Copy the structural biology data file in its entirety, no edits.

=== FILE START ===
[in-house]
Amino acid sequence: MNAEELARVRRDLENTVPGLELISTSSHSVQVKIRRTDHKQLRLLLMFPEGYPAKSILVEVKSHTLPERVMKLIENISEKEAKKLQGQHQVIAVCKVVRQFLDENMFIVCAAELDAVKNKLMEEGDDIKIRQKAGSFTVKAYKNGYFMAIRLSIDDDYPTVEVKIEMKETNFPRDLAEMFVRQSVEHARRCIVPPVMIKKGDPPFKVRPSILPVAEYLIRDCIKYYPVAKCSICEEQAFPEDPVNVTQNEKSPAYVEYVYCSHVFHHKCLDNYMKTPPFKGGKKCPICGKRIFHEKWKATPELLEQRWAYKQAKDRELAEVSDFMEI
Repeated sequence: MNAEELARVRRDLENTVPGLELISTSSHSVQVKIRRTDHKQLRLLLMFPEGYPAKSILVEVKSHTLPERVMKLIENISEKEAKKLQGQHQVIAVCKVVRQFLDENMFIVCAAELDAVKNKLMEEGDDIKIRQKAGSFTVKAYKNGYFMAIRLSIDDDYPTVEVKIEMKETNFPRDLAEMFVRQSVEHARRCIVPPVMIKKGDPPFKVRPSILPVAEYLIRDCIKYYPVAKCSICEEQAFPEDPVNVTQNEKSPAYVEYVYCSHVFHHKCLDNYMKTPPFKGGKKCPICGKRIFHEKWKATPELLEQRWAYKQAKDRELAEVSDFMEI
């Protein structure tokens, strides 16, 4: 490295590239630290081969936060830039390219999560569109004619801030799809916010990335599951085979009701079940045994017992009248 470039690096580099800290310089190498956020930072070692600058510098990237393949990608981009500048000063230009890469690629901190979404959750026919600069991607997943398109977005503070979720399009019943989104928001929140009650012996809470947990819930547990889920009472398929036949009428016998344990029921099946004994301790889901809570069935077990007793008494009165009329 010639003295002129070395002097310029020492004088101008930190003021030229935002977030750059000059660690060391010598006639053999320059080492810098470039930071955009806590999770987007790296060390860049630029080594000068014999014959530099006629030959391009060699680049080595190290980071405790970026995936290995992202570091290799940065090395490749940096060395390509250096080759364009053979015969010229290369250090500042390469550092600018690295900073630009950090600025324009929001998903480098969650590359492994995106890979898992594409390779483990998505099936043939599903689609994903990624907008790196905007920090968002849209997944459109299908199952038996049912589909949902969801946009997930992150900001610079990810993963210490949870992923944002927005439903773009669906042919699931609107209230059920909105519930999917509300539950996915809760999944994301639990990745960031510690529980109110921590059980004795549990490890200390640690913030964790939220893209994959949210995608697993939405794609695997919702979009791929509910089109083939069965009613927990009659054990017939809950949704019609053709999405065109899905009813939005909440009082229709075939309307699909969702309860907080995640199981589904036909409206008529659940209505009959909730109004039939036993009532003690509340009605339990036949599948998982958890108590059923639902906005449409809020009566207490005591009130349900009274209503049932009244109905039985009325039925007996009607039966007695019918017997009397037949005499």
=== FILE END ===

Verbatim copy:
[in-house]
Amino acid sequence: MNAEELARVRRDLENTVPGLELISTSSHSVQVKIRRTDHKQLRLLLMFPEGYPAKSILVEVKSHTLPERVMKLIENISEKEAKKLQGQHQVIAVCKVVRQFLDENMFIVCAAELDAVKNKLMEEGDDIKIRQKAGSFTVKAYKNGYFMAIRLSIDDDYPTVEVKIEMKETNFPRDLAEMFVRQSVEHARRCIVPPVMIKKGDPPFKVRPSILPVAEYLIRDCIKYYPVAKCSICEEQAFPEDPVNVTQNEKSPAYVEYVYCSHVFHHKCLDNYMKTPPFKGGKKCPICGKRIFHEKWKATPELLEQRWAYKQAKDRELAEVSDFMEI
Repeated sequence: MNAEELARVRRDLENTVPGLELISTSSHSVQVKIRRTDHKQLRLLLMFPEGYPAKSILVEVKSHTLPERVMKLIENISEKEAKKLQGQHQVIAVCKVVRQFLDENMFIVCAAELDAVKNKLMEEGDDIKIRQKAGSFTVKAYKNGYFMAIRLSIDDDYPTVEVKIEMKETNFPRDLAEMFVRQSVEHARRCIVPPVMIKKGDPPFKVRPSILPVAEYLIRDCIKYYPVAKCSICEEQAFPEDPVNVTQNEKSPAYVEYVYCSHVFHHKCLDNYMKTPPFKGGKKCPICGKRIFHEKWKATPELLEQRWAYKQAKDRELAEVSDFMEI
């Protein structure tokens, strides 16, 4: 490295590239630290081969936060830039390219999560569109004619801030799809916010990335599951085979009701079940045994017992009248 470039690096580099800290310089190498956020930072070692600058510098990237393949990608981009500048000063230009890469690629901190979404959750026919600069991607997943398109977005503070979720399009019943989104928001929140009650012996809470947990819930547990889920009472398929036949009428016998344990029921099946004994301790889901809570069935077990007793008494009165009329 010639003295002129070395002097310029020492004088101008930190003021030229935002977030750059000059660690060391010598006639053999320059080492810098470039930071955009806590999770987007790296060390860049630029080594000068014999014959530099006629030959391009060699680049080595190290980071405790970026995936290995992202570091290799940065090395490749940096060395390509250096080759364009053979015969010229290369250090500042390469550092600018690295900073630009950090600025324009929001998903480098969650590359492994995106890979898992594409390779483990998505099936043939599903689609994903990624907008790196905007920090968002849209997944459109299908199952038996049912589909949902969801946009997930992150900001610079990810993963210490949870992923944002927005439903773009669906042919699931609107209230059920909105519930999917509300539950996915809760999944994301639990990745960031510690529980109110921590059980004795549990490890200390640690913030964790939220893209994959949210995608697993939405794609695997919702979009791929509910089109083939069965009613927990009659054990017939809950949704019609053709999405065109899905009813939005909440009082229709075939309307699909969702309860907080995640199981589904036909409206008529659940209505009959909730109004039939036993009532003690509340009605339990036949599948998982958890108590059923639902906005449409809020009566207490005591009130349900009274209503049932009244109905039985009325039925007996009607039966007695019918017997009397037949005499």